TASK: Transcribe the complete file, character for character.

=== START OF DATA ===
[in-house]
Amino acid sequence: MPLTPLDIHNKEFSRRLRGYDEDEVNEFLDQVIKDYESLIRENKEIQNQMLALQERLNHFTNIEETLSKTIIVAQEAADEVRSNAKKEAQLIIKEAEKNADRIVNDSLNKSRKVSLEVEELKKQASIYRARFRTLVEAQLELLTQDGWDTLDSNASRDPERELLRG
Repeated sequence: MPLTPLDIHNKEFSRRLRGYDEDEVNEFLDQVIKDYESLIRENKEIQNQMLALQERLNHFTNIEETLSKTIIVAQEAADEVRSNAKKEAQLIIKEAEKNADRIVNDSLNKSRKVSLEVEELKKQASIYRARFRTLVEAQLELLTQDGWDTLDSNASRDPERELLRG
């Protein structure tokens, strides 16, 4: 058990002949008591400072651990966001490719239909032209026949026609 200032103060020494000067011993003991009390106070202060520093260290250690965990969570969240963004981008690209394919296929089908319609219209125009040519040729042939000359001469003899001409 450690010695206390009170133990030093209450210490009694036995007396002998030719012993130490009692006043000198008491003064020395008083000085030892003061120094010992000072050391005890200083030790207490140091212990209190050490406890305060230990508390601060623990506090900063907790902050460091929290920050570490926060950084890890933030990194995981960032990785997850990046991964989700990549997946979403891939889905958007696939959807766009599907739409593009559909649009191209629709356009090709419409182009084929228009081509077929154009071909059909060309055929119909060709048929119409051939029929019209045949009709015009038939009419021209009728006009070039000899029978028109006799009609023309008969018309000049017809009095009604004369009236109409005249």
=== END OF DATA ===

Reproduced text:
[in-house]
Amino acid sequence: MPLTPLDIHNKEFSRRLRGYDEDEVNEFLDQVIKDYESLIRENKEIQNQMLALQERLNHFTNIEETLSKTIIVAQEAADEVRSNAKKEAQLIIKEAEKNADRIVNDSLNKSRKVSLEVEELKKQASIYRARFRTLVEAQLELLTQDGWDTLDSNASRDPERELLRG
Repeated sequence: MPLTPLDIHNKEFSRRLRGYDEDEVNEFLDQVIKDYESLIRENKEIQNQMLALQERLNHFTNIEETLSKTIIVAQEAADEVRSNAKKEAQLIIKEAEKNADRIVNDSLNKSRKVSLEVEELKKQASIYRARFRTLVEAQLELLTQDGWDTLDSNASRDPERELLRG
């Protein structure tokens, strides 16, 4: 058990002949008591400072651990966001490719239909032209026949026609 200032103060020494000067011993003991009390106070202060520093260290250690965990969570969240963004981008690209394919296929089908319609219209125009040519040729042939000359001469003899001409 450690010695206390009170133990030093209450210490009694036995007396002998030719012993130490009692006043000198008491003064020395008083000085030892003061120094010992000072050391005890200083030790207490140091212990209190050490406890305060230990508390601060623990506090900063907790902050460091929290920050570490926060950084890890933030990194995981960032990785997850990046991964989700990549997946979403891939889905958007696939959807766009599907739409593009559909649009191209629709356009090709419409182009084929228009081509077929154009071909059909060309055929119909060709048929119409051939029929019209045949009709015009038939009419021209009728006009070039000899029978028109006799009609023309008969018309000049017809009095009604004369009236109409005249």